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UK MoD Orders and Royal Engineers Trial EasiBridge

EasiBridge at Army Warfighting Experiment 2017 [© Bob Morrison]

Last night the UK MoD Defence and Security Accelerator announced Royal Engineers have trialled a new bridging concept produced by a Devon-based company.


Press Release, 16 May 2019: Funding from the Defence and Security Accelerator (DASA) has led to a micro SME, based in Devon, attracting their first military order from the Army Rapid Innovation and Experimentation Laboratory (ARIEL); delivering innovative bridging equipment to the Royal Engineers.

At 85% lighter, 80% more compact, and many times cheaper than incumbent Infantry Assault Bridges, EasiBridge, the aptly named bridging concept, is a new range of man-portable, long-span rescue/assault bridges.

DASA invested £77,086.80 in July 2018, tasking EasiBridge to adapt their product range for defence and wider government use. Under the expert guidance of DASA’s partner and project technical advisers at the Defence Science and Technology Laboratory (Dstl), EasiBridge products have undergone a series of rigorous military trials, deploying on international exercise.

EasiBridge has already commenced work on the order to deliver 3 bridges, 3 conveyors, and 1 footbridge. The equipment will be supplied as trial structures for the Royal Engineers Trials and Development Unit (RETDU).

EasiBridge being trialled at RETDU – no higher resolution image made available [Crown Copyright]

Brigadier Kev Copsey, Head of Future Force Development, says: “The Army is embracing emerging technologies and adopting innovation that eases the tasks of our people. We are delighted to be supporting a UK innovator, turning new ideas into military capability and putting it into the hands of soldiers quickly for trials and testing.”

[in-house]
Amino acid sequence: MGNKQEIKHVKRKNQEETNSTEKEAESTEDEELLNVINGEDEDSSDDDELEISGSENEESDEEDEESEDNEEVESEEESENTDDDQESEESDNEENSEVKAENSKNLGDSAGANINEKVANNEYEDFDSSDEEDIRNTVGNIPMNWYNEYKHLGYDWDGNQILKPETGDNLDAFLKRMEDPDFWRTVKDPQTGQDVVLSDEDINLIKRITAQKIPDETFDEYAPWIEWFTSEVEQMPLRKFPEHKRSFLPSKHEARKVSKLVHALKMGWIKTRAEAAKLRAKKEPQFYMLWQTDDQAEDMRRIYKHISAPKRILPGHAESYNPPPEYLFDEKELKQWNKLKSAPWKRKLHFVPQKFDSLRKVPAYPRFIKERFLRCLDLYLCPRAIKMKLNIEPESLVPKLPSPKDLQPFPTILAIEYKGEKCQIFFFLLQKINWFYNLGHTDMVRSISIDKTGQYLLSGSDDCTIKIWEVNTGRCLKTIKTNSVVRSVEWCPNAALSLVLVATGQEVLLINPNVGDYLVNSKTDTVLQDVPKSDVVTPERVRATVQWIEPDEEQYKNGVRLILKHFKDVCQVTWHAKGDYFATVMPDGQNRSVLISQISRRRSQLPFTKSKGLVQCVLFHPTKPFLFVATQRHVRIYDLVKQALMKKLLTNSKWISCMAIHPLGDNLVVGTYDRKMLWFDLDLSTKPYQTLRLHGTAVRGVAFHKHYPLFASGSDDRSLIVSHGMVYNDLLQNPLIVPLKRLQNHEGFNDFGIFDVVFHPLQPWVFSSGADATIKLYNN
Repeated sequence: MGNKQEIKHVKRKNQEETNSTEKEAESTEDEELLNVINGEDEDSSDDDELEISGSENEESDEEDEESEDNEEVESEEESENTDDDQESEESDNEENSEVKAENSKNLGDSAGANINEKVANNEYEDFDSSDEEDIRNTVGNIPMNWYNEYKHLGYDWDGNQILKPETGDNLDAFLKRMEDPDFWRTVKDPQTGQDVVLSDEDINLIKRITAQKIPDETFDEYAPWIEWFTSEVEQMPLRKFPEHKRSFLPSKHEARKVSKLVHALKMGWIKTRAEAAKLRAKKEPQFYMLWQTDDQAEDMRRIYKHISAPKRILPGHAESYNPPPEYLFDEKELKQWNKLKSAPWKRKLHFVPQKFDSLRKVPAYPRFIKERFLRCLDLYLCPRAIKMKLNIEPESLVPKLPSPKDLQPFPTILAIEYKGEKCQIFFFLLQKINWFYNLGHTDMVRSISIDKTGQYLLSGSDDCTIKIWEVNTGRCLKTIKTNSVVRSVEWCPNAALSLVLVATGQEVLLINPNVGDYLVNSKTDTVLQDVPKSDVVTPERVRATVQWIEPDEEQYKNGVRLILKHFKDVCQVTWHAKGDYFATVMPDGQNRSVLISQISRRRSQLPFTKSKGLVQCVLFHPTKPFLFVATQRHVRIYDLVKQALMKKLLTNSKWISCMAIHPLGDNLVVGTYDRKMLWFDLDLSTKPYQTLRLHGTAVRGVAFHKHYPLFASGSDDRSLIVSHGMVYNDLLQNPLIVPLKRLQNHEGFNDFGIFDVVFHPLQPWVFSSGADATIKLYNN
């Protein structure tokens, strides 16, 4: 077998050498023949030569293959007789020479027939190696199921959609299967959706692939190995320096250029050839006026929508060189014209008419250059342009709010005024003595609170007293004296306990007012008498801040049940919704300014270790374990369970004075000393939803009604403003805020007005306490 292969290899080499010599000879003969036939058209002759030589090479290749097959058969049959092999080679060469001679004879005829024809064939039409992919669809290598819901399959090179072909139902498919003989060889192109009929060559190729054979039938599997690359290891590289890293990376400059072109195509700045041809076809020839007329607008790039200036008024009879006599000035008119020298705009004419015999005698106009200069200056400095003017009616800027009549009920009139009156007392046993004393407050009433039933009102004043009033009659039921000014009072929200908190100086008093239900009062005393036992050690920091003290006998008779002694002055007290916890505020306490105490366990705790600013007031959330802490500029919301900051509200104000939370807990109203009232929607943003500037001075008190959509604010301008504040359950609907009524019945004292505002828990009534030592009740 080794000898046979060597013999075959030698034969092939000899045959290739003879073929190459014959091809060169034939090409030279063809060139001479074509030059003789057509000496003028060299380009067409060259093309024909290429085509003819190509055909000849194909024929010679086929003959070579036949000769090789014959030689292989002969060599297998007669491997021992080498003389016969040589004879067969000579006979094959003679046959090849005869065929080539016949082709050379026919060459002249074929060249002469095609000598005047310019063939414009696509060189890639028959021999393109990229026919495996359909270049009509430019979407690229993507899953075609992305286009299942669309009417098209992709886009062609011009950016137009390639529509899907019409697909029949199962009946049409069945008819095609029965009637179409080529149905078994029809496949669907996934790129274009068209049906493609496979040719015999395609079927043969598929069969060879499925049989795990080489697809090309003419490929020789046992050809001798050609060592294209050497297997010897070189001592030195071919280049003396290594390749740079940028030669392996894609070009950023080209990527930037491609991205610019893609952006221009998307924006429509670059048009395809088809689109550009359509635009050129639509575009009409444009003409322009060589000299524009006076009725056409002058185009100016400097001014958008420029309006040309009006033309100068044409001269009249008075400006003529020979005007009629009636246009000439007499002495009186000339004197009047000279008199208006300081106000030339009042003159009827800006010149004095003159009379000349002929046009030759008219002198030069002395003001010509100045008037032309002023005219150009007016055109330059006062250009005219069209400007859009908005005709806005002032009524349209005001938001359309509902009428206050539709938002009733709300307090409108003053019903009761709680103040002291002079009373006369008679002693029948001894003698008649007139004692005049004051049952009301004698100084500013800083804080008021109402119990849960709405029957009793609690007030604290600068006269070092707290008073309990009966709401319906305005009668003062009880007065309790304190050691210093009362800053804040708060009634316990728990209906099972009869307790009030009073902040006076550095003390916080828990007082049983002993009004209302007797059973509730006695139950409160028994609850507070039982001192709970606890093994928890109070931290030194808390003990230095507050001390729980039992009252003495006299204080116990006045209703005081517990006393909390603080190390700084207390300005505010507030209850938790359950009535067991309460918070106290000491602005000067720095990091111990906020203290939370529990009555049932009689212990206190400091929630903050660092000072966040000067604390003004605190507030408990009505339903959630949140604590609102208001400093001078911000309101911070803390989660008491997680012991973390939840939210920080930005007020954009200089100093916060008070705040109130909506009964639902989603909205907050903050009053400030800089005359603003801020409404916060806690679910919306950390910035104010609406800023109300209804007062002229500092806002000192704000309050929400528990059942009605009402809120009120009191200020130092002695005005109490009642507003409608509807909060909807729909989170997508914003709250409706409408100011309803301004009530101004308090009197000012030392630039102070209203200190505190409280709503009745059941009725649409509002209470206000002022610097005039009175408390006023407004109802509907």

The DASA funded EasiBridge project has rapidly proved its credibility, testing a wide range of new gap crossing, force protection and difficult access capabilities. Seven new capabilities were developed, from footbridges to materials-handling conveyors, fence-breaching frameworks to blast-resistant roofing systems – all from one ‘Super-Kit’ of parts, using common, 5-foot ladder sections. The EasiBridge concept has received substantial international enquiries.

EasiBridge is 85% lighter than the current in-service Infantry Assault Bridge, seen here on Op CABRIT in Estonia in 2017 [© Bob Morrison]

Lucy Mason, Head of DASA says: “This is a cross defence innovation success story. By embedding exploitation at the beginning of the innovation process and having the end user in mind throughout, it can lead to faster adoption of innovative ideas into Defence and wider Government. DASA is committed to supporting small businesses with great ideas and providing a platform upon which they can shine; EasiBridge did just this, attracting both UK and international interest.”

The defence trials provided further evidence that the innovation could also be adapted for other government uses, particularly for emergency and rescue services. The EasiRoof ‘Lite’, for example, could offer lower-cost, light-duty roof support for disaster relief or as emergency accommodation.

Stephen Bright, Director, Bright Structures Ltd said: “EasiBridge is the world’s first user-portable, long-span, rescue/assault bridge and I am delighted that the Royal Engineers will be the first military unit to benefit from it. DASA support has been instrumental in developing a whole new range of gap crossing, force protection and specialist access capabilities.”

Stephen goes on to say: “I cannot tell you the renewed impetus this project has given us. After 3 years scratching around the wilderness, the last several months have already started to change everything. Exactly what DASA was intended to do, I’m sure.”

DASA is continually seeking to develop innovative ideas that have the potential to positively impact the operational effectiveness of the UK’s military. EasiBridge development was funded through a DASA open market competition looking for the next ‘generation troop protection, access and mobility systems’.

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